In comparison, Cossette’s characters remain her strongest point. Even though the plot leaves room to be desired, the main characters are quite good. Rivkah is the best character because she makes realistic choices and displays many relatable though processes throughout the story. It is also important to note that Rivkah’s character is based off of real events from Cossette’s life. This gives the protagonist depth and believability. Malakhi is a good character because he has a defined personality and consistent tendencies, however, he seems unfinished in the end. In contrast, Cossette does a good job of contrasting how scenarios are viewed differently by various people throughout the novel. On the whole, Cossette’s female leads are always good, but her male leads always feel unfinished. For instance, Eitan has more depth as a minor character than he did as a protagonist. Furthermore, the other minor characters are a mix of good, average, and unnecessary, so a little more editing was necessary here. These strengths and weaknesses level out to an above average score for Cossette in this section.

Creativity & Originality (.5 point)

Finally, Cossette earns a half a point in originality for her good characters. However, there is, unfortunately, not much creativity to speak of here. Most of the storyline feels like it was made with the purpose of writing an epilogue for old characters – I believe Cossette has more to offer than this. This flaw may exist because of contract constraints. Therefore, I still believe that the Cities of Refuge series has potential to be a good Christian series. The screenwriter would need to downgrade Rivkah and Malakhi to minor characters, and use characters from previous novels as protagonists, but it can be done. Additionally, he/she would need to use the potential in the city of refuge foundation to craft a story that contains more than romance.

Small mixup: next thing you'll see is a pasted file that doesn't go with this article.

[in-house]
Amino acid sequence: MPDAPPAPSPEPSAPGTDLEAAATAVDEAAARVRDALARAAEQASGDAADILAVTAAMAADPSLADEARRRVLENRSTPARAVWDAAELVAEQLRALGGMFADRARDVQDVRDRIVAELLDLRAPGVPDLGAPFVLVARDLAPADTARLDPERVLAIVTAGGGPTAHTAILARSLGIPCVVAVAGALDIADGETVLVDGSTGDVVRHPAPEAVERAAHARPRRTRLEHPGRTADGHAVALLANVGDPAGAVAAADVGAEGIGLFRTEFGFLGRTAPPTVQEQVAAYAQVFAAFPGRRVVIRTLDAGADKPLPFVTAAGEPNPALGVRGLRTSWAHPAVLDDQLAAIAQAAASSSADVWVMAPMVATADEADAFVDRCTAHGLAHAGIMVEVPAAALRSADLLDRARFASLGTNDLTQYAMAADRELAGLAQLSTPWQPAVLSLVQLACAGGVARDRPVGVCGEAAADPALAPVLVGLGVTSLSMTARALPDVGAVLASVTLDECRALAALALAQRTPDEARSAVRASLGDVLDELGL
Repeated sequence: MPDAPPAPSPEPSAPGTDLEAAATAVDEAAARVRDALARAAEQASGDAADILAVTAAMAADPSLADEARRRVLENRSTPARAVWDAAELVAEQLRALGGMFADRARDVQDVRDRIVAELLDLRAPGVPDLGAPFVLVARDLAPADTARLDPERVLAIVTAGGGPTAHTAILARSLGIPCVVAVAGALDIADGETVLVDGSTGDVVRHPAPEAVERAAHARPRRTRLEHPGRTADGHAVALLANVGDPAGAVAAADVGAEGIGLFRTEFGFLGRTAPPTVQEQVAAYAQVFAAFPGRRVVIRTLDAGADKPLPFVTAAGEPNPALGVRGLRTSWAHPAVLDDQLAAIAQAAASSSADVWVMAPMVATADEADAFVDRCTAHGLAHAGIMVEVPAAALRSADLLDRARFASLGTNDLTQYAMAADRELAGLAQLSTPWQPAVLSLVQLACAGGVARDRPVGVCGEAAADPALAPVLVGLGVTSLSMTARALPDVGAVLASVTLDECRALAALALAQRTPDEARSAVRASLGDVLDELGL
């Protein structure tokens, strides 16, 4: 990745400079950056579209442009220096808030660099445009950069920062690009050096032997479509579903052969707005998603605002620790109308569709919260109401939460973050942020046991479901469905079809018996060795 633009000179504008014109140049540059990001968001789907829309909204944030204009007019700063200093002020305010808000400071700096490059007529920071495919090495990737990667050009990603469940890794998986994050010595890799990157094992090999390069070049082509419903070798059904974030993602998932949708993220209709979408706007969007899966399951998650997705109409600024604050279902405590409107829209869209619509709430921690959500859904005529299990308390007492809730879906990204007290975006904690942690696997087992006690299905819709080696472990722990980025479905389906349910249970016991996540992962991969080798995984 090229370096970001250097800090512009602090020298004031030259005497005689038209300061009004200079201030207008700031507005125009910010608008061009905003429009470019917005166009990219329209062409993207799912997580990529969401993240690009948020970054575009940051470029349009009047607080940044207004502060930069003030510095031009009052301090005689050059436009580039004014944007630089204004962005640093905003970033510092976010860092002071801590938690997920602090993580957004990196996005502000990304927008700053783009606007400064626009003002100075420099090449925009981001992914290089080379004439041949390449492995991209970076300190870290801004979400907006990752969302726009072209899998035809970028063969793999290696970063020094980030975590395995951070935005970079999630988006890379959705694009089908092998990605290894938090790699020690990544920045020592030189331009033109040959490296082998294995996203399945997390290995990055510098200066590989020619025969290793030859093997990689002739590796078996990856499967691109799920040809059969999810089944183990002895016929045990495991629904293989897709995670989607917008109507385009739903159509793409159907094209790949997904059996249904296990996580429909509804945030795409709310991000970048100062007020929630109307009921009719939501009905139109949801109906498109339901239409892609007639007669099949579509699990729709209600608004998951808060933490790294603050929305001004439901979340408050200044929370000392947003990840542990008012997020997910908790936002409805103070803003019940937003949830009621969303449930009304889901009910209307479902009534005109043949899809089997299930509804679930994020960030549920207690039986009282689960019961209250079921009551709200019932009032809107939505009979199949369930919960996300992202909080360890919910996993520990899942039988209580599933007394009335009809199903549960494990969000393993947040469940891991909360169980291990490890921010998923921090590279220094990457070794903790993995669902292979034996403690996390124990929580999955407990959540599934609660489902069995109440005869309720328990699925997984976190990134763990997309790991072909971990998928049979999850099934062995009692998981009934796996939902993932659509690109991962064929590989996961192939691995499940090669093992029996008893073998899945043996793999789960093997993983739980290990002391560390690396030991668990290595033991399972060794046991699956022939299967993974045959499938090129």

Wish List Rating: 5.5 out of 10 points

2018 Box Office Revolution Book Awards

Every year, many Christian books are released, and writers of the same show off their creative talents. Across the many genres, novels are judged based on plot continuity and storytelling skills, character development, and whether or not a novel correctly addresses an issue that relates to current issues in American Christian culture. These novels are separated into roughly three groups of authors and their respective works of art: the exceptional, the potentially great, and those chosen by the votes of our readers. At Box Office Revolution, we believe it is our prerogative to annually recognize the entertainment creators who have the ability to bring revolution to Christian entertainment.